Here is the base case: persistence of 1.0, 1 octave, 1 lacunarity.

basic noise

Basic noise: persistence of 1.0, 1 octave, 1 lacunarity.

Pretty boring, huh? Let’s bring down the persistence a bit, to 0.3:

noise with 0.3 persistence

Less persistent noise: 0.3.

Notice that it has higher peaks, because the perlin function is less constrained by the persistence of the original fractal. Next, let’s add a few octaves. We can start with 4:

noise with 4 octaves

Noise with multiple octaves: 0.3 persistence, 4 octaves, 1 lacunarity.

You can now see that there’s a lot more variation, but also that the structures are pretty much evenly distributed. No matter how much you turn up the octave count, it’s just going to make the noise fuzzier while not bringing out any large-scale features. For that, we need to tweak lacunarity! Let’s turn it up to 4:

noise with lacunarity 4

Noise with lacunarity: persistence 0.3, 4 octaves, lacunarity of 4.

At this point we really start to see larger structures come out, such as the deep valleys near the upper left and around the bottom, and the high peaks near the lower right. Things get more intense if we turn the lacunarity up to, say, 8:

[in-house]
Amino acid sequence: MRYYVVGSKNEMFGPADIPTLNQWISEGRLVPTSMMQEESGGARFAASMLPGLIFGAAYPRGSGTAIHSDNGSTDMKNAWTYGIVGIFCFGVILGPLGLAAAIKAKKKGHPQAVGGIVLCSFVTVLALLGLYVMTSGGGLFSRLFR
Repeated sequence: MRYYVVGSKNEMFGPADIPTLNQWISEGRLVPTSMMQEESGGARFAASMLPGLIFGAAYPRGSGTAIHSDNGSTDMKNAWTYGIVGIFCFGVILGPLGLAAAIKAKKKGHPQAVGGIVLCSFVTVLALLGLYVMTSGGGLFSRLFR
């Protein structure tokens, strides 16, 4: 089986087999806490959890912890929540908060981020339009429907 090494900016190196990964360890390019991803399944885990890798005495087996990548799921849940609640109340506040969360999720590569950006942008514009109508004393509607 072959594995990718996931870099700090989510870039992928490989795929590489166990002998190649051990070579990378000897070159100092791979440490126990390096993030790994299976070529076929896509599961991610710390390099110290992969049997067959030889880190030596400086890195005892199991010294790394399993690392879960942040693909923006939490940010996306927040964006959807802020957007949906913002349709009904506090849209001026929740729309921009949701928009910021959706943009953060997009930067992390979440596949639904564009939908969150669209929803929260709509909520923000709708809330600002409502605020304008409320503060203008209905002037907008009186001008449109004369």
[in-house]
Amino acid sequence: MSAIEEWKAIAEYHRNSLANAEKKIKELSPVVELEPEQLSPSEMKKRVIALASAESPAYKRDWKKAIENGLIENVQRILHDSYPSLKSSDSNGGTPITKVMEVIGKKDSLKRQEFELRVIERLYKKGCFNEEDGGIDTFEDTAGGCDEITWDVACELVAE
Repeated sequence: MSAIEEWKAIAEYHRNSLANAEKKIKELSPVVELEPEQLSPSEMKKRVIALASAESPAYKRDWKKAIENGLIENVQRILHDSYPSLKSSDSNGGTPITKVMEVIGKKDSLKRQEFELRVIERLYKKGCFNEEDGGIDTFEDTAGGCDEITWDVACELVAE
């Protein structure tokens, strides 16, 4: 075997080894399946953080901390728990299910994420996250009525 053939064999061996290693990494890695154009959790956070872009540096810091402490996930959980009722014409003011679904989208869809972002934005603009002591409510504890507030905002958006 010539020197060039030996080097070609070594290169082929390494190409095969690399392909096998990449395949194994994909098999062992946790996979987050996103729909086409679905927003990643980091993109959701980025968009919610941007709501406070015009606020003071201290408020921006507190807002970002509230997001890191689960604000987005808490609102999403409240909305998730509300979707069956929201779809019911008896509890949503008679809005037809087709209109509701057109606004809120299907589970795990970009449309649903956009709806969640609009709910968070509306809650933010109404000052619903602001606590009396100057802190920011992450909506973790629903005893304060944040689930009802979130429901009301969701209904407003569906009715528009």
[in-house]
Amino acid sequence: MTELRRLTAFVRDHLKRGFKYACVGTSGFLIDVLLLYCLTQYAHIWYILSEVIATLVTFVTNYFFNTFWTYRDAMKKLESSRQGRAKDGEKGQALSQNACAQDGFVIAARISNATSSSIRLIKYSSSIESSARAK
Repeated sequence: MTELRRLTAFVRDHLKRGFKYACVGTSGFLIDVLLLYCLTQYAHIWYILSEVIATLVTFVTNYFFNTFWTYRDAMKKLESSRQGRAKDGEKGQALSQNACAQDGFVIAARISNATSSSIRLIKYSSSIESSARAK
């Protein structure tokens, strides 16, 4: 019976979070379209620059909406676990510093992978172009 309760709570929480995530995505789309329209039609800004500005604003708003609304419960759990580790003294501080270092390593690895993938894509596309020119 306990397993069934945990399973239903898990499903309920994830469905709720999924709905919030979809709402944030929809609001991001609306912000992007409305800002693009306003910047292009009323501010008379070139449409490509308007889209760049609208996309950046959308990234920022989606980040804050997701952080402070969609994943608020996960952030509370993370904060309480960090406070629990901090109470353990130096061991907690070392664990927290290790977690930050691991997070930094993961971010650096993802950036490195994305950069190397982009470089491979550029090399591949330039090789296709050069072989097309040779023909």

noise with lacunarity of 8

Noise with more lacunarity: persistence 0.3, 4 octaves, lacunarity of 8.

You can see that now we have one prominent streak of higher elevations cutting from the right side down to the bottom left, and much lower elevations centered to the bottom right.

Finally, let’s go up to a lacunarity of 16. I normally wouldn’t do this because it tends to create one big “land mass,” but for illustration’s sake, here it is:

noise with lacunarity of 16

Even higher lacunarity: 0.3 persistence, 4 octaves, lacunarity of 16.

That didn’t turn out too badly, but you can likely see how there actually seems to be less variation in elevations–the lower elevations are crowded out by the higher ones, due to layering zoomed-in versions of the basic noise on top of itself so many times. In the actual SagaSim code, I find that using a lacunarity of 8 normally produces the best results.

Finally, since SagaSim is meant to be a world simulator, I had to decide how to handle “wrapping.” After all, you can circumnavigate the Earth, so why shouldn’t the intelligent life forms inhabiting a SagaSim world be able to do the same? To that end, I settled on having a “cylindrical” world map. The left and right sides of the map are analyzed, and I essentially “wrap” them onto each other, gradually fading out. This allows the map to look seamless so that land masses on either side don’t just suddenly “end” at the edge of the map. Incidentally, this also gives me maps that can be seamless wrapped around 3D spheres (something you can also do with GIMP):